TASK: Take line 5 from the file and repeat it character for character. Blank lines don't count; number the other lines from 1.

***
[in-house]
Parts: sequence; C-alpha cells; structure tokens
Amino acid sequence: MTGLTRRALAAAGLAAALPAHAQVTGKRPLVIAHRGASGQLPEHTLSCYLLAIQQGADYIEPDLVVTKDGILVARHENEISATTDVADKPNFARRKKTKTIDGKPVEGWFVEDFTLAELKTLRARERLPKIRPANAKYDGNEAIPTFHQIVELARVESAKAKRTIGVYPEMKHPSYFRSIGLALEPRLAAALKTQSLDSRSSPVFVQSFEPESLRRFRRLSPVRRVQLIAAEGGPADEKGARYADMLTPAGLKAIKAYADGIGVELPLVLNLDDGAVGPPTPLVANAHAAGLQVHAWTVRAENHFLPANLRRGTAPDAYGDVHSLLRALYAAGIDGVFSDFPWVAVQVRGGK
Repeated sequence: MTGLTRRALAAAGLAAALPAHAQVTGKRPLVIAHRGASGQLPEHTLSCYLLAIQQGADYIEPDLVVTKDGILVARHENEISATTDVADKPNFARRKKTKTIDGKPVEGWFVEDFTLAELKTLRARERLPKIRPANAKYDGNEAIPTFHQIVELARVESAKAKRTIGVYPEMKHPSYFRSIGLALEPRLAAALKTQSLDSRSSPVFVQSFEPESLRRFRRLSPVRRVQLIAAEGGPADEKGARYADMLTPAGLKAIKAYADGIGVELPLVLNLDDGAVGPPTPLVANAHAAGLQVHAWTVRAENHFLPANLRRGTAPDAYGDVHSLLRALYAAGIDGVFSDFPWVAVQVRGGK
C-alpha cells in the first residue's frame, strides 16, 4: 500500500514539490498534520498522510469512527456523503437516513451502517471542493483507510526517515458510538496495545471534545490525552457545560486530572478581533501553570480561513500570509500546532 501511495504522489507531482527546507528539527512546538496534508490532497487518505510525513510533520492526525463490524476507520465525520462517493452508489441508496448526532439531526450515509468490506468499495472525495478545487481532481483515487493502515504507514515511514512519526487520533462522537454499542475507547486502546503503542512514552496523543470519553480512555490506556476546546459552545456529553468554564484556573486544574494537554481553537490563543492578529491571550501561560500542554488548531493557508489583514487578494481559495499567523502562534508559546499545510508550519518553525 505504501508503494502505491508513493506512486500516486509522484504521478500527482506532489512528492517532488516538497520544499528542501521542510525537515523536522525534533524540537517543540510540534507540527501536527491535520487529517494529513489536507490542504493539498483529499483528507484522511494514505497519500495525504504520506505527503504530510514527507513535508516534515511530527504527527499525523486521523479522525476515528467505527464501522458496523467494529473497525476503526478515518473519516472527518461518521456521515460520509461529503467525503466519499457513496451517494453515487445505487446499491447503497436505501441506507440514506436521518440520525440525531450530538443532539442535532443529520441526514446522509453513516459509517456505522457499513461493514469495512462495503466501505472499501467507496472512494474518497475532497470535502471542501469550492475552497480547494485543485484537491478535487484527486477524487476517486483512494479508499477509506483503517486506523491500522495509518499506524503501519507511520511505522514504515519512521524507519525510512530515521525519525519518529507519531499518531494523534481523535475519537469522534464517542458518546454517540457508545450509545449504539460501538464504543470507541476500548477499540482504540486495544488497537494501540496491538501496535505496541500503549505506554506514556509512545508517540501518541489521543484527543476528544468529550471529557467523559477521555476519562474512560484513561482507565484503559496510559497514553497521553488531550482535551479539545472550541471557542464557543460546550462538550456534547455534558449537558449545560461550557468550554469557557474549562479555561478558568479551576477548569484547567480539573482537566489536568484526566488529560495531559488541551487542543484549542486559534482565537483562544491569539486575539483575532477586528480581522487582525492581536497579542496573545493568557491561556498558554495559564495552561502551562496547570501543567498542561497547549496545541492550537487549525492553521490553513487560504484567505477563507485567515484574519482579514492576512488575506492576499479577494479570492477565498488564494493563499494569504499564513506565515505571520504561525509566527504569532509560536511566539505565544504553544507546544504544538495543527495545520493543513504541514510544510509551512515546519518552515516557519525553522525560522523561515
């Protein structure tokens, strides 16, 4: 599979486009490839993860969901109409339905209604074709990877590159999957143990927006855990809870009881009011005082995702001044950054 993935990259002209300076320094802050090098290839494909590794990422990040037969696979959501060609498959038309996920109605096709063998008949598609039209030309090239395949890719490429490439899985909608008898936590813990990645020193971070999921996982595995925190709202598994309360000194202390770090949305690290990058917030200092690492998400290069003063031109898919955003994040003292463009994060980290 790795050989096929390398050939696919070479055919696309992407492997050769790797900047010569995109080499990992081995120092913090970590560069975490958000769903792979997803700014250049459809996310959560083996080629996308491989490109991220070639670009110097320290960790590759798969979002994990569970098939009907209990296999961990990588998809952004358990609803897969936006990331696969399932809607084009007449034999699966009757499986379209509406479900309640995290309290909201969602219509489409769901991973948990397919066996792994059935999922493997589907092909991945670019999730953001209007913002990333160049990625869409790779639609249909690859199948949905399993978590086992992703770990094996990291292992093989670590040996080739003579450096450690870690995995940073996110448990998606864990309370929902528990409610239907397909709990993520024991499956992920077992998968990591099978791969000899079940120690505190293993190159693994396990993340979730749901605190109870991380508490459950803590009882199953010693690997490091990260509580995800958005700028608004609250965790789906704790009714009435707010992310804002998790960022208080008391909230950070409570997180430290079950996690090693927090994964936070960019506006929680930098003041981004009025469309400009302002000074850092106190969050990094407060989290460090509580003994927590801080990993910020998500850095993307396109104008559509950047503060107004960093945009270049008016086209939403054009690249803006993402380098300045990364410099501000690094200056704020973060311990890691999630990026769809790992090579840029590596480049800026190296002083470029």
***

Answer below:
C-alpha cells in the first residue's frame, strides 16, 4: 500500500514539490498534520498522510469512527456523503437516513451502517471542493483507510526517515458510538496495545471534545490525552457545560486530572478581533501553570480561513500570509500546532 501511495504522489507531482527546507528539527512546538496534508490532497487518505510525513510533520492526525463490524476507520465525520462517493452508489441508496448526532439531526450515509468490506468499495472525495478545487481532481483515487493502515504507514515511514512519526487520533462522537454499542475507547486502546503503542512514552496523543470519553480512555490506556476546546459552545456529553468554564484556573486544574494537554481553537490563543492578529491571550501561560500542554488548531493557508489583514487578494481559495499567523502562534508559546499545510508550519518553525 505504501508503494502505491508513493506512486500516486509522484504521478500527482506532489512528492517532488516538497520544499528542501521542510525537515523536522525534533524540537517543540510540534507540527501536527491535520487529517494529513489536507490542504493539498483529499483528507484522511494514505497519500495525504504520506505527503504530510514527507513535508516534515511530527504527527499525523486521523479522525476515528467505527464501522458496523467494529473497525476503526478515518473519516472527518461518521456521515460520509461529503467525503466519499457513496451517494453515487445505487446499491447503497436505501441506507440514506436521518440520525440525531450530538443532539442535532443529520441526514446522509453513516459509517456505522457499513461493514469495512462495503466501505472499501467507496472512494474518497475532497470535502471542501469550492475552497480547494485543485484537491478535487484527486477524487476517486483512494479508499477509506483503517486506523491500522495509518499506524503501519507511520511505522514504515519512521524507519525510512530515521525519525519518529507519531499518531494523534481523535475519537469522534464517542458518546454517540457508545450509545449504539460501538464504543470507541476500548477499540482504540486495544488497537494501540496491538501496535505496541500503549505506554506514556509512545508517540501518541489521543484527543476528544468529550471529557467523559477521555476519562474512560484513561482507565484503559496510559497514553497521553488531550482535551479539545472550541471557542464557543460546550462538550456534547455534558449537558449545560461550557468550554469557557474549562479555561478558568479551576477548569484547567480539573482537566489536568484526566488529560495531559488541551487542543484549542486559534482565537483562544491569539486575539483575532477586528480581522487582525492581536497579542496573545493568557491561556498558554495559564495552561502551562496547570501543567498542561497547549496545541492550537487549525492553521490553513487560504484567505477563507485567515484574519482579514492576512488575506492576499479577494479570492477565498488564494493563499494569504499564513506565515505571520504561525509566527504569532509560536511566539505565544504553544507546544504544538495543527495545520493543513504541514510544510509551512515546519518552515516557519525553522525560522523561515